When Evgeni Plushenko announced he was returning to the amateur ranks in 2009 with the intention of competing at the 2010 Olympic Winter Games, most people believed it was just empty talk.
But the 2006 Olympic champion was true to his word. After winning a sixth European title in early 2010, Plushenko claimed his third Olympic medal (silver) in Vancouver, a feat no other living singles skater can lay claim to.
Four months later the International Skating Union (ISU) banned Plushenko from amateur competition after the Russian superstar, who had withdrawn from the 2010 World Championships citing injury, performed in exhibitions in March and April without the sanction of his federation.
Plushenko did not appeal the decision at that time, but 11 months later the Russian Skating Federation petitioned the ISU for his reinstatement. Plushenko’s amateur status was restored in June 2011.
His desire to return to competition now begs the same question as it did before Vancouver: What motivates this decorated athlete to return to grueling practice sessions and tough competitions when he could enjoy life, making a good living performing in shows?
“Shows are nice, but they are lacking the extreme,” he explained. “I look for the extreme. I went to classes for extreme car and motorcycle driving and I started to play paintball, but all this wasn’t enough. Figure skating is an extreme sport. When you are competing, you feel this adrenaline. I wanted to come back in 2010 and test myself one more time, and I think it went well. That whole season was great.
“That the judges gave me second place in Vancouver doesn’t matter. I skated well and I did everything I had planned, and therefore I am happy with that,” the 28-year-old added.
It is the hunger for that adrenaline rush that still drives Plushenko, who has now set another ambitious goal for himself: competing at the 2014 Olympic Winter Games in Sochi, Russia. “It is my dream to compete in my fourth Olympic Games in my home country and assure my spot in the history of figure skating, so I will try,” he said.
“Yes, I do already have my place in the history of figure skating, but I can confirm it again at a very high level. The first season maybe won’t be so good, but I still have time to prepare, train and experiment for that most important season. I want to train and I want to compete and to show good programs.”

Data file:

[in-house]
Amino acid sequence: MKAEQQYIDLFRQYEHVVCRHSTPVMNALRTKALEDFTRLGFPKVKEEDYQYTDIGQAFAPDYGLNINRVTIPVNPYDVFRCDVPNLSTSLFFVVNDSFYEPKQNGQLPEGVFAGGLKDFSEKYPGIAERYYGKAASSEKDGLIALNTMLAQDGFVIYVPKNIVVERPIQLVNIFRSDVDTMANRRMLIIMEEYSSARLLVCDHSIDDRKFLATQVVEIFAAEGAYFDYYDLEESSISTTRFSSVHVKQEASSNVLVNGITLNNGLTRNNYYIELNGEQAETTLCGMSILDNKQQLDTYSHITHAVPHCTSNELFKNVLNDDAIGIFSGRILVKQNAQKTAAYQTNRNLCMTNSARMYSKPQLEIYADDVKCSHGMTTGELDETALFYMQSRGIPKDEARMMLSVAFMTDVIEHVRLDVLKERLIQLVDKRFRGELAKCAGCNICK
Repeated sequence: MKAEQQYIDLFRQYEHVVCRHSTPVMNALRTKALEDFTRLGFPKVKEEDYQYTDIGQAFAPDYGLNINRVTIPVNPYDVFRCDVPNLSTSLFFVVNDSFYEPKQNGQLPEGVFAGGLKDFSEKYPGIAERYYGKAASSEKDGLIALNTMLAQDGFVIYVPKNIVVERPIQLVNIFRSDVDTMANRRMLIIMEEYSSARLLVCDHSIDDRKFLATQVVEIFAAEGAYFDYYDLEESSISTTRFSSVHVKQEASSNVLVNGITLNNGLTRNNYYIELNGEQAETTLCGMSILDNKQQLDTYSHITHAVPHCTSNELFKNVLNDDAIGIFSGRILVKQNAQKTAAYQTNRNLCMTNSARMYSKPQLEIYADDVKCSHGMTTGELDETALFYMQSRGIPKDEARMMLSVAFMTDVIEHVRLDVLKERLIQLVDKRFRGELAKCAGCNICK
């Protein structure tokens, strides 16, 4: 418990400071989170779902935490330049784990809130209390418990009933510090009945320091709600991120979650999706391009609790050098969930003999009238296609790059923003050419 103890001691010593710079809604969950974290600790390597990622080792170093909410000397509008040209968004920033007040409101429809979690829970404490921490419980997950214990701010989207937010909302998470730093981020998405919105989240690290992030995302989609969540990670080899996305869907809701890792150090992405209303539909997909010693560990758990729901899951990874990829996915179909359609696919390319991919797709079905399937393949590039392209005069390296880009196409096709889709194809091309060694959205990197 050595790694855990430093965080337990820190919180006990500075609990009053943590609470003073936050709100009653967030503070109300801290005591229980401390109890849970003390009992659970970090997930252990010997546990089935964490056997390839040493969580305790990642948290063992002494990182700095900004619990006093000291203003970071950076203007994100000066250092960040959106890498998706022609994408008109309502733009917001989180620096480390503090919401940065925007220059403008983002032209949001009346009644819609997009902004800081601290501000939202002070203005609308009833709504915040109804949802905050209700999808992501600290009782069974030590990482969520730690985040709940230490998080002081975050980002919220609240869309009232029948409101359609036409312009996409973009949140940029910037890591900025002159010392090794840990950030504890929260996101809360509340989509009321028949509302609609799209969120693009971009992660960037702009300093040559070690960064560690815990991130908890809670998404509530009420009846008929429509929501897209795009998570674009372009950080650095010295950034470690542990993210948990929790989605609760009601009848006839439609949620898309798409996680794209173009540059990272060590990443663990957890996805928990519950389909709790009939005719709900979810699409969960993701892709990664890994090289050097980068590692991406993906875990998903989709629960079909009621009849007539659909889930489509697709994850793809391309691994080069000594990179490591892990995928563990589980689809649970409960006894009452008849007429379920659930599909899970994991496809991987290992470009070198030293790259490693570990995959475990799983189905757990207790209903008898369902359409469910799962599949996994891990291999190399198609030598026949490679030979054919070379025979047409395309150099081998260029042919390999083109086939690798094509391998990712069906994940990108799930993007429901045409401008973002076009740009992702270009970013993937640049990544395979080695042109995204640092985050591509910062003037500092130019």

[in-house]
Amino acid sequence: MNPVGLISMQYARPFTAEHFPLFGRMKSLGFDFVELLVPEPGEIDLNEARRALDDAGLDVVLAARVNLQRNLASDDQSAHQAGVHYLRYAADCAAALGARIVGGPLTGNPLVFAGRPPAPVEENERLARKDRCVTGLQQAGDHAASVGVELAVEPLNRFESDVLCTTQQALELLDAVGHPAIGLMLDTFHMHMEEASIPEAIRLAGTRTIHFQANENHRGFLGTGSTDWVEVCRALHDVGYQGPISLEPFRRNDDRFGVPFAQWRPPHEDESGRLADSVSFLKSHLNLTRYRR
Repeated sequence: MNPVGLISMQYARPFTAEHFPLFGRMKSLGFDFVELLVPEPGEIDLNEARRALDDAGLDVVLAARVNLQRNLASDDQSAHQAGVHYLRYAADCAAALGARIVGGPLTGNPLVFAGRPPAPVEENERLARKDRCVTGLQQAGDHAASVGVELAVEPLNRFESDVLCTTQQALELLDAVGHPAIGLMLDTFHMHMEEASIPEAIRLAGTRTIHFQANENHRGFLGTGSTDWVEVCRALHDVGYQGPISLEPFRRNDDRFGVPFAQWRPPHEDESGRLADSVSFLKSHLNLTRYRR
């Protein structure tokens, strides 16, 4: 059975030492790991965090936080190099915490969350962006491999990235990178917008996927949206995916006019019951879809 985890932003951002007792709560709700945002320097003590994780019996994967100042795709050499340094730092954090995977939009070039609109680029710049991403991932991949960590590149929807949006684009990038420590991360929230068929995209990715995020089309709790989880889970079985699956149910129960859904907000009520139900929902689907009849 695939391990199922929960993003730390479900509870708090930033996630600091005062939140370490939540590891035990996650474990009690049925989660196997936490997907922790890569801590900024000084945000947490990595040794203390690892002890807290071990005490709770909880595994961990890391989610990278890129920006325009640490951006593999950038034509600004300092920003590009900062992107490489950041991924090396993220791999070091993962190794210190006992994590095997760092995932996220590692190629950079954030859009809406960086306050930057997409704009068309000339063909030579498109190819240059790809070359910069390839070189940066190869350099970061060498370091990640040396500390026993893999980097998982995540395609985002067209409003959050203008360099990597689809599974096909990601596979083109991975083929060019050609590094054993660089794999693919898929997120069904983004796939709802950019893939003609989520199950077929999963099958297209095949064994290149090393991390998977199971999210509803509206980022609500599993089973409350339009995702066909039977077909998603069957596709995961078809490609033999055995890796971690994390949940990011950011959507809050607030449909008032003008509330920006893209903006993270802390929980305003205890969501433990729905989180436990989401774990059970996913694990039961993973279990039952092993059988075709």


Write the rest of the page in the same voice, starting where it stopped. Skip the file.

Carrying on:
Plushenko knows that the competition will be tough three years down the road, but he remains undaunted. “The main thing is to be injury-free,” he said. “Right now I have injuries and that worries me a little. My left knee was hurting again, and I had meniscus surgery in June. But apart from that my mood is good, competitive.”
He attended the 2011 World Championships in Moscow as a spectator and watched Patrick Chan, 20, claim his first World title in a convincing manner over Japan’s Takahiko Kozuka (22) and 18-year-old Artur Gachinski.
“Patrick skated really well and did quads and all the triples,” Plushenko said. “Everybody is developing, and right now I’m learning a lot from the young skaters. Artur has been skating very well and I think training with him is good for me.
“Competition is always good; remember there was a time when (Alexei) Urmanov, (Alexei) Yagudin and I all trained together. We pushed each other. With Artur in the group, I have a sparring partner. He does a quad and I have to do a quad as well.” Both skaters train under the guidance of coach Alexei Mishin.